Using Beekeeper, Cargill is safely communicating with staff about COVID-19 updates, safety and weather information, shift schedules, corporate messaging and employee recognition. Site stream and chat functions and texts and video messaging provide site-specific information regarding safety, human resources, food safety, corporate information and employee benefits on the platform, all translatable into the 30+ languages spoken by its employees.
Track and discover
Analytics provided through Beekeeper also provide internal users with a transparent snapshot regarding how the front line is working and what’s relevant to them. Beekeeper’s just-in-time element allows employers to create and provide timely information targeted to the recipient, rather than waiting to release information in a newsletter or magazine that can become quickly outdated.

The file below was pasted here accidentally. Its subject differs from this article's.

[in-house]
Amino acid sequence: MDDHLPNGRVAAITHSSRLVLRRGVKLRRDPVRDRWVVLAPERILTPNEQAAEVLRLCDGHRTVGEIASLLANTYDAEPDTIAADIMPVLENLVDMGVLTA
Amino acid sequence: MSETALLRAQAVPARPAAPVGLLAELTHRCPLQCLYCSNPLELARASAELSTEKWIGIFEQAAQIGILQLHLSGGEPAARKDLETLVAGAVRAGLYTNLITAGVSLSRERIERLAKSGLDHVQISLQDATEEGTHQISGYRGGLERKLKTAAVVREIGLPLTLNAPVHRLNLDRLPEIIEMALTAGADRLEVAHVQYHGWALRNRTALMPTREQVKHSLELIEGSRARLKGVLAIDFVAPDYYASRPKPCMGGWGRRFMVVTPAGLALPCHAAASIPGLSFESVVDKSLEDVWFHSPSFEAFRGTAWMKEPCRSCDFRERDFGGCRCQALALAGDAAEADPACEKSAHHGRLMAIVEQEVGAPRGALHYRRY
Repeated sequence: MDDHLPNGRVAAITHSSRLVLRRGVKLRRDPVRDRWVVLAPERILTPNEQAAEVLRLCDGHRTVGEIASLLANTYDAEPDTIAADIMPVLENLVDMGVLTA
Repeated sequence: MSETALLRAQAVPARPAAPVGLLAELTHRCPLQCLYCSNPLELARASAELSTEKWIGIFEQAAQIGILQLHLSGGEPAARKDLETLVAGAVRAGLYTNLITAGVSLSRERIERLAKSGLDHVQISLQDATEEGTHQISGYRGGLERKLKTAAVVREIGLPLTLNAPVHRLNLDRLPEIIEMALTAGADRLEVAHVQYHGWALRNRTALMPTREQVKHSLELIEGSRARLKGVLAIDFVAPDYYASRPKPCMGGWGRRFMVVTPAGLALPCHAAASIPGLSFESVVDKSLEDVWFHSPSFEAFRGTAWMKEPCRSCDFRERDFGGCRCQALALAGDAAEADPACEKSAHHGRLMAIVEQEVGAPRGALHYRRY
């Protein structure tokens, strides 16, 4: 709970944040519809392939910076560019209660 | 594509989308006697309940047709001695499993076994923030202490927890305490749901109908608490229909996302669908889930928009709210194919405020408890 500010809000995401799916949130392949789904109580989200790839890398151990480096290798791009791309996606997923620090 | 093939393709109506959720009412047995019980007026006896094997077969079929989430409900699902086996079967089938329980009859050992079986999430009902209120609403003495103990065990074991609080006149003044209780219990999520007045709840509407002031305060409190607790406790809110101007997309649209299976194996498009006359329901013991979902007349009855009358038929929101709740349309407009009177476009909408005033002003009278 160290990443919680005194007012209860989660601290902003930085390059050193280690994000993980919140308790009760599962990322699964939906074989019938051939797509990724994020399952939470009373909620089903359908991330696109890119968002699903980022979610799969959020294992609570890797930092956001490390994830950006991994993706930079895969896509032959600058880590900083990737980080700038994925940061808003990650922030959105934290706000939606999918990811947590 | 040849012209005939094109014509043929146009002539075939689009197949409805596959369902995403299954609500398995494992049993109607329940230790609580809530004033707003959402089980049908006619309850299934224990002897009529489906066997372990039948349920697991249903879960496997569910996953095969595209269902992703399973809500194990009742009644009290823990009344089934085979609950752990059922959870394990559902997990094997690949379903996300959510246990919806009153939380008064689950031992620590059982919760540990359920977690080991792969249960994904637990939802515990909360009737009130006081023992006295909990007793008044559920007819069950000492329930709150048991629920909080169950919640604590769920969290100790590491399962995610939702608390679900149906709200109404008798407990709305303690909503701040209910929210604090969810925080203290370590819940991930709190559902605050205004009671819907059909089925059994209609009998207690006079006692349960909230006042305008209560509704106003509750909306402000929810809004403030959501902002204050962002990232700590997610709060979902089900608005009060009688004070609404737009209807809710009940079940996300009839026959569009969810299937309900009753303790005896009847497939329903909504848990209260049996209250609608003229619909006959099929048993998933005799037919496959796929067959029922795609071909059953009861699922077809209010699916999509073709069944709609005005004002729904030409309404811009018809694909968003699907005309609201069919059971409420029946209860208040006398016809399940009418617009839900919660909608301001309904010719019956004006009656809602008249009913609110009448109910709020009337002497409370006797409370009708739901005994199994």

Cargill is using Beekeeper’s data and analytics as a guide in communications and is working with Beekeeper to determine how the tool can be applied to other areas, for example, in improving the efficiency of forecasting production schedules. In-house, Cargill’s Beekeeper advocates continue to look for ways to increase engagement through compelling content and encouraging dialogue around its use.
“We believe Beekeeper has created great value in its communication capabilities, but we feel it is also just scratching the surface in realizing the tool’s greater potential and impact on protein production in North America,” Gillig concluded.